The vagaries of literary fashion are hard to anticipate, but here’s a prediction for the summer reading season that’s probably a safe bet: Although he’s dramatized in a new motion picture, there won’t be a stampede of more readers for Thomas Wolfe.
Wolfe (1900-1938) figures largely in “Genius,” a recent summer release starring Colin Firth as the legendary book editor Maxwell Perkins. Jude Law plays Wolfe, whose 1929 novel, “Look Homeward, Angel,” Perkins guided to print.
These days, the story of that book’s publication is better known than the book itself, a natural consequence of Wolfe’s peculiar literary sensibility. Wolfe was a prolix writer, and Perkins struggled heroically to pare down the North Carolina author’s fillibuster prose. Read “Look Homeward, Angel” today, and you can be forgiven for concluding that poor Perkins didn’t cut out enough. It’s a long-winded thing, not a leading candidate for the summer beach bag.
When a friend of Wolfe’s suggested to Perkins that “Look Homeward, Angel” might have some promise, he agreed to give it a look, though the project was offered with an unusual disclaimer; someone would have to come with a truck to collect it. The text was so thick that it couldn’t easily be delivered otherwise.
“This new manuscript of hundreds upon hundreds of pages was easy to ignore in favor of smaller proposals and first drafts of books that crossed his desk every week,” biographer A. Scott Berg writes of Perkins. Even so, Perkins accepted the challenge, whittling the novel to something that a reader could lift to his lap without herniating his spine.
The result is the more-than-500 page story of the young Eugene Gant’s coming of age in the fictional mountain town of Altamount near the dawn of the 20th century. It’s largely autobiographical, based on Wolfe’s own youth in Asheville, North Carolina.
The novel so closely paralleled Asheville’s real-life residents, often portraying them as narrow-minded and provincial, that “Look Homeward, Angel” was banned from the Asheville public library. Wolfe famously fictionalized his estrangement from Asheville in a subsequent novel, “You Can’t Go Home Again.”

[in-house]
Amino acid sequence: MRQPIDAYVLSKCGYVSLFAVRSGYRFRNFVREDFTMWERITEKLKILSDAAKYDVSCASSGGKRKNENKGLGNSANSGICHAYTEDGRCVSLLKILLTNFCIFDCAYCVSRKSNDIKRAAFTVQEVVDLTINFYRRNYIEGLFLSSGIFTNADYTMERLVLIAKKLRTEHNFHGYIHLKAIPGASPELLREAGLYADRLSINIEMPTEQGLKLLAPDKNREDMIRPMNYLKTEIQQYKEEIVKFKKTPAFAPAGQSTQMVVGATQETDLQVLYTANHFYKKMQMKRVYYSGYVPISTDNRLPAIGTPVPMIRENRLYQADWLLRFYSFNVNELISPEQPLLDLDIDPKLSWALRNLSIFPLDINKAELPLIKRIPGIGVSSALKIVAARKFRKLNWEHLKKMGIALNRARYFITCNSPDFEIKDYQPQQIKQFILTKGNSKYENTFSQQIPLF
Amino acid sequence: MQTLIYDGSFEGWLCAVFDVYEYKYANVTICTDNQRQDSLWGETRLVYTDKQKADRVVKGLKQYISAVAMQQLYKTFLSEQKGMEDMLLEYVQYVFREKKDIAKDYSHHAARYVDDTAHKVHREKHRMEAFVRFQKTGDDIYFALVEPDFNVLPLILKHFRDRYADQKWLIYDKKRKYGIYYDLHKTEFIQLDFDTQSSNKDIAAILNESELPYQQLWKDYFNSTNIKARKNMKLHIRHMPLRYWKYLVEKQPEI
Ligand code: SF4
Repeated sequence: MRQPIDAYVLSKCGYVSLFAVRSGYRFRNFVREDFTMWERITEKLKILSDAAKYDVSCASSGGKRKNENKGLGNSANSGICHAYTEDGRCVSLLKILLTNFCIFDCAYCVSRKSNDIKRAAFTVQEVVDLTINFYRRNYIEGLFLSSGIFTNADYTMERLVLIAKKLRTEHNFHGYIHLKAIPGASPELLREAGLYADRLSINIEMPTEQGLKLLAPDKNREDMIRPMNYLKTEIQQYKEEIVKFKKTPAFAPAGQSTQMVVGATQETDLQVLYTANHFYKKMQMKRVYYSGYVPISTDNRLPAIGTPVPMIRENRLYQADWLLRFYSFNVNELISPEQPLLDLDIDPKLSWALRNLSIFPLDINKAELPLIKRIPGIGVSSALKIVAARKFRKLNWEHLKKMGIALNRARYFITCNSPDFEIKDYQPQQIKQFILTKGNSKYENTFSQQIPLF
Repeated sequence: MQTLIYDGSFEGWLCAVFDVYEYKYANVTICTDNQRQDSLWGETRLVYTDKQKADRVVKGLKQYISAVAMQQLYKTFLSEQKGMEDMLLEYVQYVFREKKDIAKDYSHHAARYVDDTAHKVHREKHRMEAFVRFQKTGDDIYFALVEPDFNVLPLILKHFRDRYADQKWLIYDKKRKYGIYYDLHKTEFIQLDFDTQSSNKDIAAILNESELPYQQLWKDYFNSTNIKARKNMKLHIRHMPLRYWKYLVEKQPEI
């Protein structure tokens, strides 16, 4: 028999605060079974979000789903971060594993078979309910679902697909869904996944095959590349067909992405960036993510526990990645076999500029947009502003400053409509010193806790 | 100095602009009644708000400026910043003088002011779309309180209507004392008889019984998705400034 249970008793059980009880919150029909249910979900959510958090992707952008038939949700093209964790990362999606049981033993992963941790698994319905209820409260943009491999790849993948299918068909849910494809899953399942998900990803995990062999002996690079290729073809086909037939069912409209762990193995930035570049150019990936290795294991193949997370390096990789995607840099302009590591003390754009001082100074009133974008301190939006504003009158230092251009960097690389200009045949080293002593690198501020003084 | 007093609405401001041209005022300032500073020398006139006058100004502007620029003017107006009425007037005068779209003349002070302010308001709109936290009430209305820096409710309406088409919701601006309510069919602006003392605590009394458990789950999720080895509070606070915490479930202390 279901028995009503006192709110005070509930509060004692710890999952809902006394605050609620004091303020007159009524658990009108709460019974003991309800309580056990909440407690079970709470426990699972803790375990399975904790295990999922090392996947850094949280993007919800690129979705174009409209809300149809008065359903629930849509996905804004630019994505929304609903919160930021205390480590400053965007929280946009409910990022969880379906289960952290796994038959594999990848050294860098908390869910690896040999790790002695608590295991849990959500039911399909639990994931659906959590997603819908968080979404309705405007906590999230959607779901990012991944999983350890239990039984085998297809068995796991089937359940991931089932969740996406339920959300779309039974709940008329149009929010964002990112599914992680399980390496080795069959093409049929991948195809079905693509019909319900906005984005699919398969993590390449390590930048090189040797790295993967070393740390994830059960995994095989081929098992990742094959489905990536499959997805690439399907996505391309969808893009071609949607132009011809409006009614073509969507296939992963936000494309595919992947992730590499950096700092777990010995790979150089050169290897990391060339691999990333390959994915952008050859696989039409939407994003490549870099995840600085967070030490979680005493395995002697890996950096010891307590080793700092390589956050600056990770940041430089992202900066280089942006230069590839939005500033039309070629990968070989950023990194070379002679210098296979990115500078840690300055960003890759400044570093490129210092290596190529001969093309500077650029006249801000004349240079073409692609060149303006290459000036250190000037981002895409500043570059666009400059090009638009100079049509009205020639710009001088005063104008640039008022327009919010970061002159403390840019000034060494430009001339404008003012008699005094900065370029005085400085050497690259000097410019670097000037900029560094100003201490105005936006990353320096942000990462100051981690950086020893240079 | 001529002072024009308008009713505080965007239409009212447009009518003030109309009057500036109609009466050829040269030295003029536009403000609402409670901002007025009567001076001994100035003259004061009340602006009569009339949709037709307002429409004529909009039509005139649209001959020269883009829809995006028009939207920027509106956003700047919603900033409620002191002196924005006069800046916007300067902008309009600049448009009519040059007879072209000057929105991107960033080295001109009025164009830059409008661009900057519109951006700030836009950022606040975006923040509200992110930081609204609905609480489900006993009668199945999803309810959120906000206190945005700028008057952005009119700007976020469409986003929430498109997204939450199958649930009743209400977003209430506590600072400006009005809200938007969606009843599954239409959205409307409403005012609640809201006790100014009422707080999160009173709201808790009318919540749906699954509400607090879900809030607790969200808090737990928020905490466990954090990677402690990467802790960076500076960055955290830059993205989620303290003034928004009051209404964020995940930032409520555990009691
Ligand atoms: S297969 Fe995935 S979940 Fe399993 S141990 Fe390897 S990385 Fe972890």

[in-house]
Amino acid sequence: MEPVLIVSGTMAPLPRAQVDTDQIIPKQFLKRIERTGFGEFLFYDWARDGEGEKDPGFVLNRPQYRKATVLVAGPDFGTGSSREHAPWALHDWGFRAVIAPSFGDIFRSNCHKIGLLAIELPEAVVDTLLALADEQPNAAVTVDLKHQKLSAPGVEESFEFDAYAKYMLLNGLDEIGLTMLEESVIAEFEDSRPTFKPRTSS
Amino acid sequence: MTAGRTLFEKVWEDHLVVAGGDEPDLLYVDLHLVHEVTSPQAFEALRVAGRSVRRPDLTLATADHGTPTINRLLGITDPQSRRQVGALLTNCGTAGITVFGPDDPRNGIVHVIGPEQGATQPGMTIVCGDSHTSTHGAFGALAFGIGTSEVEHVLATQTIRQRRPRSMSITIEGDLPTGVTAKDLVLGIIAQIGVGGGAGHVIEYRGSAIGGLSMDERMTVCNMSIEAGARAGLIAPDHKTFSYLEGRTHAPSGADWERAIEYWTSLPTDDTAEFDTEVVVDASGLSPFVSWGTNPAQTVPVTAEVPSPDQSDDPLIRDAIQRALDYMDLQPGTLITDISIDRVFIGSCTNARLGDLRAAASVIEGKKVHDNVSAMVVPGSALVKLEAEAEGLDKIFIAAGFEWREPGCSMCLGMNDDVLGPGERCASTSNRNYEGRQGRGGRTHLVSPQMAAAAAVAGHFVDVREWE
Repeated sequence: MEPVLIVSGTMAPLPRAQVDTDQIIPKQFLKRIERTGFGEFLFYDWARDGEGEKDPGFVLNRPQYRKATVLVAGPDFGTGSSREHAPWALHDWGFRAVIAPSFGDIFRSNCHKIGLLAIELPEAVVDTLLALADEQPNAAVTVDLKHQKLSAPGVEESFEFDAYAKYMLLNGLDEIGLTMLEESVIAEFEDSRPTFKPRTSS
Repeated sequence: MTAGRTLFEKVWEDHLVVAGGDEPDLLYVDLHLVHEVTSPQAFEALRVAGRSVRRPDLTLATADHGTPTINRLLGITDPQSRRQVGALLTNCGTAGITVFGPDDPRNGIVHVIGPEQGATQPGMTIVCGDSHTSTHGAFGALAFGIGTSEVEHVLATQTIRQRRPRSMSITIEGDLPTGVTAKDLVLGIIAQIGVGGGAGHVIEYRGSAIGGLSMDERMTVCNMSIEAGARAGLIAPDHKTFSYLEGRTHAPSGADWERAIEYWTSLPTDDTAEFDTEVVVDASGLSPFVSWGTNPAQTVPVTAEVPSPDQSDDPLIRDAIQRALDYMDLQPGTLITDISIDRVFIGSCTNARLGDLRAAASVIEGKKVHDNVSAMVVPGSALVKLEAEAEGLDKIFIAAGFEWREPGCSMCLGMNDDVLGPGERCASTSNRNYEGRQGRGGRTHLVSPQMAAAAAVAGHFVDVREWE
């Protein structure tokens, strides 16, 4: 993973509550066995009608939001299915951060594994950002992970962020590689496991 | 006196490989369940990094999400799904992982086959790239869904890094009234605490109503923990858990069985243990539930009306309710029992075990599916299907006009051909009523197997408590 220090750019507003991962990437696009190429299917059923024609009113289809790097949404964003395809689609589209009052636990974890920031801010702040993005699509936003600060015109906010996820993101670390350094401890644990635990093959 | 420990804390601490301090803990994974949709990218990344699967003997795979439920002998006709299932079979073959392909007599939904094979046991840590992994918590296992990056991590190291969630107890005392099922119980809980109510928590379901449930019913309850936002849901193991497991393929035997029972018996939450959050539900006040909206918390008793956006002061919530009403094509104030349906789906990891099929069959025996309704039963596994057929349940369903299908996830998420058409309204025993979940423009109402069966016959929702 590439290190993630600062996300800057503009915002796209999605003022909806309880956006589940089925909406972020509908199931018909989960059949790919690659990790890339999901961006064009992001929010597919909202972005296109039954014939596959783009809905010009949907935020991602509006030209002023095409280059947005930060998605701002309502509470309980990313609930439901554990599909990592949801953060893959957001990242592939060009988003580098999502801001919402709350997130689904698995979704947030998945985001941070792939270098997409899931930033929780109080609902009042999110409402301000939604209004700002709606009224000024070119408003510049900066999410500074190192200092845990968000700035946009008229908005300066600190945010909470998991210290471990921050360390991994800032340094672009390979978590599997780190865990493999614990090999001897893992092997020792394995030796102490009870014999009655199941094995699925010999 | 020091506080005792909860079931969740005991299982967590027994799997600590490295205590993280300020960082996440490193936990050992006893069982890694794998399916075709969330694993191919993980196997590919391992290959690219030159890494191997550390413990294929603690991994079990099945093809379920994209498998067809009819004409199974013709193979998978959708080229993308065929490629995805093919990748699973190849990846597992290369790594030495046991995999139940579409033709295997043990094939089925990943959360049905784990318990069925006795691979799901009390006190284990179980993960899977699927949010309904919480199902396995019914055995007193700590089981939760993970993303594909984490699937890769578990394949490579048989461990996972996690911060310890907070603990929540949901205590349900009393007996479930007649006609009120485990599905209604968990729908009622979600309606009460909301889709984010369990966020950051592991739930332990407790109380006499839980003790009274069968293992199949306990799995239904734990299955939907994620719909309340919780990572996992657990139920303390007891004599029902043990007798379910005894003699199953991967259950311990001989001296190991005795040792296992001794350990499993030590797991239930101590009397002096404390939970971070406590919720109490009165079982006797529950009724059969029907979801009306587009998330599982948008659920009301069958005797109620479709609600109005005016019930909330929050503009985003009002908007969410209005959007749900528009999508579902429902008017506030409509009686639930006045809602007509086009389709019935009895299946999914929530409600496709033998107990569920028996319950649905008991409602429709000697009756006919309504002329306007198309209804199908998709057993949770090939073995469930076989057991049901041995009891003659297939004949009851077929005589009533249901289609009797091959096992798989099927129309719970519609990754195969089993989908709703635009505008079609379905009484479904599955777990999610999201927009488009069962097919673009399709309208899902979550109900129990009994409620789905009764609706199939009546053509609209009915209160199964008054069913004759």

Asheville long ago made its peace with Wolfe. His childhood home is open for tours, which is where, some years ago, I bought a copy of “Look Homeward, Angel” in the gift shop.
The book remains in print, a testament to Wolfe’s committed following. Charles Frazier, the acclaimed author of “Cold Mountain,” praised “Look Homeward, Angel” for language “as rich and ambitious and intensely American as any of our novelists has ever accomplished."
Suffice it to say that Wolfe’s expansive – some would say indulgent – style is an acquired taste. It opens with a lengthy account of the Gant family lineage, rendered in biblical tones. No turn of plot seems to escape Wolfe’s penchant for elaboration. There’s a three-page description of the Gant family diet, a level of detail that seems digressive even for a food-centric Southern family. I still remember the exhaustion I felt in coming to the last page of “Look Homeward, Angel,” reaching the summit of a literary mountain I’ll probably not climb again.
“I don’t know yet what I’m capable of doing,” Wolfe wrote when he was 23, “but by God, I have genius – I know it too well to blush behind it.” His signature novel, audacious and overblown, can make one wish that he’d had a little more literary modesty.